For a business that is considering hiring someone who is under 18 years of age, both the federal and state governments impose restrictions on the types of activities in which such a person can engage and for how long each day, regardless of whether they are a “trainee” or an “employee.”  The main difference between the two sets of restrictions is that Georgia law requires a person under 18 to get an employment certificate, or work permit, from the school they last attended or the local county school superintendent.  (Click here for a fact sheet from the USDOL on this subject and here for a summary of the restrictions imposed by federal and state law from the Georgia Department of Labor.)  As noted at the bottom of the Georgia Department of Labor’s summary sheet, if the child is working in a business owned by his or her parent or guardian, only the restrictions on prohibited occupations will apply.

A summer internship can be beneficial for both the intern and the employer, but to avoid trouble, the employer needs to know and follow the above rules.

Avoid, Deny, Defend – What is it?

Avoid, Deny, Defend is a program developed by the ALERRT Center at Texas State University for training people about what to do if they are involved in an active shooter incident (an individual is actively engaged in trying to kill other people).  According to an FBI study of such incidents, there were 160 from 2000 through 2013 and the rate at which they occurred steadily increased during that time period.  Recent events indicate that rise in the rate is still occurring.  The fact that slightly less than half of all such incidents took place in a commercial setting should be of concern to all business owners, including agency owners.  The “it can’t happen here” belief is refuted by the fact that such incidents occurred in 40 states and the District of Columbia during the study period.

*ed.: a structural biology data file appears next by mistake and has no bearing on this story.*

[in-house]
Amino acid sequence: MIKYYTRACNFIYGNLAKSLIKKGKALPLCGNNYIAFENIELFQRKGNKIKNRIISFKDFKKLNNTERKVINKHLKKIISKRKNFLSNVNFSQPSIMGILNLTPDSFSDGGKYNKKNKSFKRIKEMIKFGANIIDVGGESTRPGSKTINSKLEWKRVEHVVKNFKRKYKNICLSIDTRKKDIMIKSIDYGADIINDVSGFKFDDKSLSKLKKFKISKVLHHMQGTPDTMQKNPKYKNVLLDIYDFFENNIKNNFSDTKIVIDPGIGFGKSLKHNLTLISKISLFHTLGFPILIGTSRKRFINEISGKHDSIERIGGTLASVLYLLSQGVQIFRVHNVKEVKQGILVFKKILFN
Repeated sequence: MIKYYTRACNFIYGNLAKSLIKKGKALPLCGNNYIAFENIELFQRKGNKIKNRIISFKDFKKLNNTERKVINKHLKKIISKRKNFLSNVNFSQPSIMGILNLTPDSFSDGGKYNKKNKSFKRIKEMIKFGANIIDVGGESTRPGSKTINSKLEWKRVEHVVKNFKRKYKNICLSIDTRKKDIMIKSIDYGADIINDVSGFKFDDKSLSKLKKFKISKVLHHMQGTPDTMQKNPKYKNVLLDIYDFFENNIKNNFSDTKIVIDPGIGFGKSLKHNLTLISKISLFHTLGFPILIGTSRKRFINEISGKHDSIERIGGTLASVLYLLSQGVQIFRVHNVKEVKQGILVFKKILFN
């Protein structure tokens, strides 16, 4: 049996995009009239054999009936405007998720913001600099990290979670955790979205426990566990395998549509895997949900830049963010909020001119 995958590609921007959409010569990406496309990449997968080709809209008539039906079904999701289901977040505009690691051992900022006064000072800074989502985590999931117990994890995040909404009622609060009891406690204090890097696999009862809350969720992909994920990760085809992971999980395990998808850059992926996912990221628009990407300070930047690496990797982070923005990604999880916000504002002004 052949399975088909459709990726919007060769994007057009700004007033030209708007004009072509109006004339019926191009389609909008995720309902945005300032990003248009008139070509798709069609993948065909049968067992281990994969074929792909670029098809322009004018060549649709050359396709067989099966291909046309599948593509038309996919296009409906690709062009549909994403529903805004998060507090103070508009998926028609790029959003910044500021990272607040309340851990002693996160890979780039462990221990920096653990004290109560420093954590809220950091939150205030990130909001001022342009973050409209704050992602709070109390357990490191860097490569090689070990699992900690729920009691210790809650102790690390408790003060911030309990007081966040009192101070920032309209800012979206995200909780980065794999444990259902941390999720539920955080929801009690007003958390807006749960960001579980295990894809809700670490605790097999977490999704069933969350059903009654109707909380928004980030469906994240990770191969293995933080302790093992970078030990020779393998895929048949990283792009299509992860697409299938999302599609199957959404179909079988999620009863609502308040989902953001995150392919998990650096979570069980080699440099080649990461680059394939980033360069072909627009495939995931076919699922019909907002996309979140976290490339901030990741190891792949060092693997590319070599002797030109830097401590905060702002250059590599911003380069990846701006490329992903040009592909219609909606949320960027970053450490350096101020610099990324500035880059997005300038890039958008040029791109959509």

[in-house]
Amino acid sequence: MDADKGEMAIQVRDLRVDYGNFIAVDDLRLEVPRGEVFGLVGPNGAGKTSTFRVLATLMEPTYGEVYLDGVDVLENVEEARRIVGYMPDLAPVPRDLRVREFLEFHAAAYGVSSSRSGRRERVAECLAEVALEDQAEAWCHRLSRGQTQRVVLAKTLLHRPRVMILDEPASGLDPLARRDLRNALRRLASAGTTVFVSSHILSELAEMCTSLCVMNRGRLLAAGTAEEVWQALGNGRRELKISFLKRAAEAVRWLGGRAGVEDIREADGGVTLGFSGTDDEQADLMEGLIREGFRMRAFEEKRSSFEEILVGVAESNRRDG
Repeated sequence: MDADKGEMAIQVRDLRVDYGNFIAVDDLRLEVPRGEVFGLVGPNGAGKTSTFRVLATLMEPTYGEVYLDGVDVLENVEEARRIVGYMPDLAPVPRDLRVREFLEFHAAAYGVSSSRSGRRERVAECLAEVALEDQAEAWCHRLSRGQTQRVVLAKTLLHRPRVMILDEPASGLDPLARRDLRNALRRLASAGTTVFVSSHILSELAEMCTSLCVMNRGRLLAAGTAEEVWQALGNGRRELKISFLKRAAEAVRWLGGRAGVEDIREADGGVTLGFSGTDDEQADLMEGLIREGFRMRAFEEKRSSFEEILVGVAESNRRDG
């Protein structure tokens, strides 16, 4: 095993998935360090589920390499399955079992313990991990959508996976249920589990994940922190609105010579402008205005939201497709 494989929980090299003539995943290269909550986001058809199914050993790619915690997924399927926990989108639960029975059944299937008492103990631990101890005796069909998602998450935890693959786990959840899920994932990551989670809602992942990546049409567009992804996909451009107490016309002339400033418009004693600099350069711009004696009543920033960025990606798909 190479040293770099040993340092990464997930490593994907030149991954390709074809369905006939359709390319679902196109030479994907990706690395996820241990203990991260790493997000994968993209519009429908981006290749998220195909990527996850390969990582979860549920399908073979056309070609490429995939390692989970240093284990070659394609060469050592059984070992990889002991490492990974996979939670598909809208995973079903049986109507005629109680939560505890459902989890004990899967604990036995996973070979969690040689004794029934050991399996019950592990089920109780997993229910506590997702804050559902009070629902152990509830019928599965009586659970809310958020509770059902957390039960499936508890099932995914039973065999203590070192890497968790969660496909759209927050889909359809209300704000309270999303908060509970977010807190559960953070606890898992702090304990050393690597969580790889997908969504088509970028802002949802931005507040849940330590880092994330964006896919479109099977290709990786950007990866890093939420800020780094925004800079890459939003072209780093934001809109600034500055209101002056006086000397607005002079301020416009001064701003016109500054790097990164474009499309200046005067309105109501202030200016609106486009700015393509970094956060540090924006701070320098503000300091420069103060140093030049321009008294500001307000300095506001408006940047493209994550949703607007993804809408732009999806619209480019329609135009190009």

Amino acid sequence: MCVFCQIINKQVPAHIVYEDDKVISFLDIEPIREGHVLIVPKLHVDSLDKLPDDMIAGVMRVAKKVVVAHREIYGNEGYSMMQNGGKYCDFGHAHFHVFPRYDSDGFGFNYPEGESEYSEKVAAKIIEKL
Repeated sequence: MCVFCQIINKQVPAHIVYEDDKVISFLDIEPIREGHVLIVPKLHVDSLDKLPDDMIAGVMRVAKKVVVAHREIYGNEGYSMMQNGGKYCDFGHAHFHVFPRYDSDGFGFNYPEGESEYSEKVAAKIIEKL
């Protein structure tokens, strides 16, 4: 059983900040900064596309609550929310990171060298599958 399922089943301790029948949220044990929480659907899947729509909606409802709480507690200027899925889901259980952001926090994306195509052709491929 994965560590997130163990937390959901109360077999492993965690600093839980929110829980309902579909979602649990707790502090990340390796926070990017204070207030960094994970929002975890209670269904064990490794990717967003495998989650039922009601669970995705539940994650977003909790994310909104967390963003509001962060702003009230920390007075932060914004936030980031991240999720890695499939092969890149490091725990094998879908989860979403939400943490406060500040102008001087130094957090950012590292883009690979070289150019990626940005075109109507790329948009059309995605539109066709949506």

That belief leaves most people unprepared when an active shooting occurs and leads to an increase in the death toll.  The Avoid, Deny, Defend program seeks to inform people what they should do in such situations to protect themselves.  As with many such programs, it seems to be mostly common sense when you think about it.  First, you should AVOID the shooter by seeking to get away from his or her location.  This requires a person to be aware of their surroundings and in particular, where the exits are.  If you can’t get away from the shooter’s location, DENY him or her an opportunity to shoot you by putting as many barriers (e.g., closed and preferably locked and barricaded doors) between you and the shooter as possible, turning off the lights, hiding from sight behind whatever large object (e.g., desk) you can find, and turning off your smart phone.  Only if you can’t avoid the shooter or deny him or her an opportunity to shoot you should you DEFEND.  In doing so, be aggressive and don’t fight fair.  This is about survival, so there are no rules.